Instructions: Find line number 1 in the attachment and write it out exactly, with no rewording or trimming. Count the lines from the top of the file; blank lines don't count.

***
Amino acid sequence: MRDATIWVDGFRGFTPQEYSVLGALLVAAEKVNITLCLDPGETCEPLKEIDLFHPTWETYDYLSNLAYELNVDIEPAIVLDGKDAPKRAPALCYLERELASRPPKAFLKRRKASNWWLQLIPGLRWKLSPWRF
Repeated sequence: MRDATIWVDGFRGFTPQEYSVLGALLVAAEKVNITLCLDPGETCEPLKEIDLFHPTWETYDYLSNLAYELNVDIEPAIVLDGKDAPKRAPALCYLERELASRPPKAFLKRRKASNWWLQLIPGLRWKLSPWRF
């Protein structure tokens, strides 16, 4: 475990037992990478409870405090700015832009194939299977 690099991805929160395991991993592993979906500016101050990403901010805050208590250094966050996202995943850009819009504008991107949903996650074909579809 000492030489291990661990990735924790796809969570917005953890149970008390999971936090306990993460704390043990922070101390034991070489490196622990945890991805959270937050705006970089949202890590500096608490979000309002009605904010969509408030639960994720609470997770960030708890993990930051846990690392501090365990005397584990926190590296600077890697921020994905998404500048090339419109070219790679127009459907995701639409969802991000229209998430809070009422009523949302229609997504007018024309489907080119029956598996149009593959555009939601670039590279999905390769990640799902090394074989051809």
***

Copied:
Amino acid sequence: MRDATIWVDGFRGFTPQEYSVLGALLVAAEKVNITLCLDPGETCEPLKEIDLFHPTWETYDYLSNLAYELNVDIEPAIVLDGKDAPKRAPALCYLERELASRPPKAFLKRRKASNWWLQLIPGLRWKLSPWRF